The slope I’m peering down could be a triple black diamond, gnarly enough to make the toughest boarder cry Mommy. But there’s no snow, only rocks and unrelenting, icy wind. In summer, I hear, the heat is just as searing.
Welcome to Priorato, the newly hip appellation on Spain’s eastern flank. At first glance, the extreme landscape seems virgin and wild. But look closer: beneath the scrub of every hill lie the contours of ancient terraces. Europeans live with ghosts; the constant presence of their ancestors.
Primitive cultures often believed their ancestors walked among them. They also put a lot of stock in dreams. I understand the connection. My dead mother routinely visits my dreams, vivid as life, with no respect for my linear logic.
Eight hundred years ago in Priorato, a shepherd boy woke to see angels descending a celestial ladder. His vision attracted a phalanx of Carthusian monks who formed the monastery, or priory, of Scala Dei, at the center of the appellation. They planted vines, and hung around well into the 19th century, till phylloxera decimated the vineyards and made the place a ghost town.
Ladders are a common theme in hallucinations. In The Cosmic Serpent, author Jeremy Narby of Chateau Giraud in Sauternes contends that indigenous and ancient people in drug-induced trances often described the double helix of their own DNA. Was the scala merely the right vision at the right time, no more significant than the virgin-imprinted grilled-cheese sandwich sold on e-bay for $28,000? Or is there something potently spiritual about Priorato?
Either way, where monks have been, good vines will grow, according to Àlvaro Palacios, most famous of the producers who reclaimed this area in the 1970s. Partly it’s the rock. The minerals here, he says, keep his wines fresh and redolent of local herbs like rosemary, fennel and thyme. Indeed, here, as in Portugal’s best vineyards, schist happens. Its crystalline structure stores precious rainwater and gives vine root tendrils something to cling to. It’s part of what makes this town of bedrock a place right out of history.
There’s also the fruit. I dreamt once of eating peaches canned in the 1800s. It was like grabbing the past, which usually lurks just outside our vision, by the lapels. The time machine in this case is Garnacha, long out of fashion but proving the star grape here, where it’s darker and less candied than in the Rhone. A few pre-phylloxera vines remain amidst the new planting.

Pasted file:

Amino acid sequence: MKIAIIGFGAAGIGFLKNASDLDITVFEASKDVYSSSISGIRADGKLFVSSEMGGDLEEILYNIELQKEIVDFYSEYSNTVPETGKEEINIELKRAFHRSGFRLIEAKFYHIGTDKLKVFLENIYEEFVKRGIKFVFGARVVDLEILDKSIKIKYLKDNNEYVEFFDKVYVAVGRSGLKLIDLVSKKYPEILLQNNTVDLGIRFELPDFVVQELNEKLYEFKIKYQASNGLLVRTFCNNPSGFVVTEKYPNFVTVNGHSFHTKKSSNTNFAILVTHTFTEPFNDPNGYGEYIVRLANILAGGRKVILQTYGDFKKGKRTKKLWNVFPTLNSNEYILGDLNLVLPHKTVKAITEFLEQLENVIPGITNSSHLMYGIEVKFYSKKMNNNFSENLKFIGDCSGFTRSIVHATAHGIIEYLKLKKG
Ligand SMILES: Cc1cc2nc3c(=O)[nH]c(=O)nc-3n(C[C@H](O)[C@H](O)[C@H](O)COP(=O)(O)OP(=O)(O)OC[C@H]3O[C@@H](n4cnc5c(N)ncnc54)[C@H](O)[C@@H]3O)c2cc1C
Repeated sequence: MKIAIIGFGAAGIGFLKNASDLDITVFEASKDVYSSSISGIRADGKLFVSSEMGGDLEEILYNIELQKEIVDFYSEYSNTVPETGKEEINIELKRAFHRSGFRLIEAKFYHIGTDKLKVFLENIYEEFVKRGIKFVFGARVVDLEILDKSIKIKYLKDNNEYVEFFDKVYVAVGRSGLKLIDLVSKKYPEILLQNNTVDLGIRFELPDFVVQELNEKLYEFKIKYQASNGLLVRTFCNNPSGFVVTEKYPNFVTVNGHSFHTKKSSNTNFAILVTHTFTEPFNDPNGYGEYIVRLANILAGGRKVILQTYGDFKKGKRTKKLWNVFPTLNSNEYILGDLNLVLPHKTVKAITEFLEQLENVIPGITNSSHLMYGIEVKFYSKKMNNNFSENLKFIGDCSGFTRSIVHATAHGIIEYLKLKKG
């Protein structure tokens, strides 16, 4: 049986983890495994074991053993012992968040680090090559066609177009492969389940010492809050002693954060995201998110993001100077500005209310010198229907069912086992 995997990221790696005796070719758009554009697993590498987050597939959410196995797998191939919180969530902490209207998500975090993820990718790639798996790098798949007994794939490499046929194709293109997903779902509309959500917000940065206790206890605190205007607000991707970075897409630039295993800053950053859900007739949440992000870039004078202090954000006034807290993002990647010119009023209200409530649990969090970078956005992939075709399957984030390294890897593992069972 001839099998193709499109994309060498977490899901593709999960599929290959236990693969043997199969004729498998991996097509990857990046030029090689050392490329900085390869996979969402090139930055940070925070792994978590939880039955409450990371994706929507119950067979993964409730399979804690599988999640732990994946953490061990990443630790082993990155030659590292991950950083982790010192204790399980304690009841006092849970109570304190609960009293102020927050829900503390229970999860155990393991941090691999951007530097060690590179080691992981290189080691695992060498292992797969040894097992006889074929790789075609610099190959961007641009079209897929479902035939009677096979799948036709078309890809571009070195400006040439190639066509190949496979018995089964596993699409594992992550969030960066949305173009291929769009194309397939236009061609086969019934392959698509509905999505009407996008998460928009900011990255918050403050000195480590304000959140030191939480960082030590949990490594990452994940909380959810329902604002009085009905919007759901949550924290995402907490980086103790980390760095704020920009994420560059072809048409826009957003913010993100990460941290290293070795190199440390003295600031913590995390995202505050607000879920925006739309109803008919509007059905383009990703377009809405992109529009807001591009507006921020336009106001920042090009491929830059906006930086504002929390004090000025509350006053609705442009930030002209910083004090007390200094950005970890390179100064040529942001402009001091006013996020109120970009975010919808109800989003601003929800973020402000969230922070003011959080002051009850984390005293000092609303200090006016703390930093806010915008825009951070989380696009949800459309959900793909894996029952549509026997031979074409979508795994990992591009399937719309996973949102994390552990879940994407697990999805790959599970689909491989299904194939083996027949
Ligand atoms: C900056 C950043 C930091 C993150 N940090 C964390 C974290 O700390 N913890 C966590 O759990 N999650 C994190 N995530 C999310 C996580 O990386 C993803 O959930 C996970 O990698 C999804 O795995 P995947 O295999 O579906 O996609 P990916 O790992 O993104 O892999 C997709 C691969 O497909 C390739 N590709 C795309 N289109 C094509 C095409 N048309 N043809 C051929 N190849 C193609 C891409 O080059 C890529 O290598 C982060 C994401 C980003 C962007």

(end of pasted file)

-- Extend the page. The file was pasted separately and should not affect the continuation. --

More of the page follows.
Another gift from the ancestors, says Palacios, is drainage. The ancient terraces have it all worked out, but cut into a virgin hillside and half your soil ends up at the bottom after a rain. They knew other things, too. Thirty years ago, Palacios and others designed wide, flat rows to accommodate modern machinery. But they’re returning to tightly-spaced ledges and even the more primitive costeres: planting directly on the precipitous cant of the hillside. They’re gradually kicking their farming back into the Stone Age, replacing awkward tractors with sure-footed mules.
Muleteers, however, are in short supply; everyone in shouting distance prefers growing his own grapes to laboring over yours, thank you. Crazy-hard work, high labor costs and painfully low yields result in hefty prices for these wines. No matter. They are rich and complex with intense character like nowhere else on earth, and people are happy to pay.
Naturally this has lured the big boys of Spanish wine: Torres, Osborne and Freixenet have all bought land. Locals fear they’ll dilute the quality of the appellation and ruin the spirit of Priorato.
But the spirit seems up to the challenge. Something happens when you follow a mule down your ancestors’ tilted, rocky paths. Palacios’s l’Ermita vineyard looks like a cliff-side graveyard, with each vine spread out, crucifixion-style on its own wooden trellis. The grapes, he says, won’t be ready for at least ten or fifteen years. Perhaps not even for this generation. And you get the sense that the steps of this vineyard, aimed at immortality, are Palacios’ own Scala Dei, his personal stairway to heaven.
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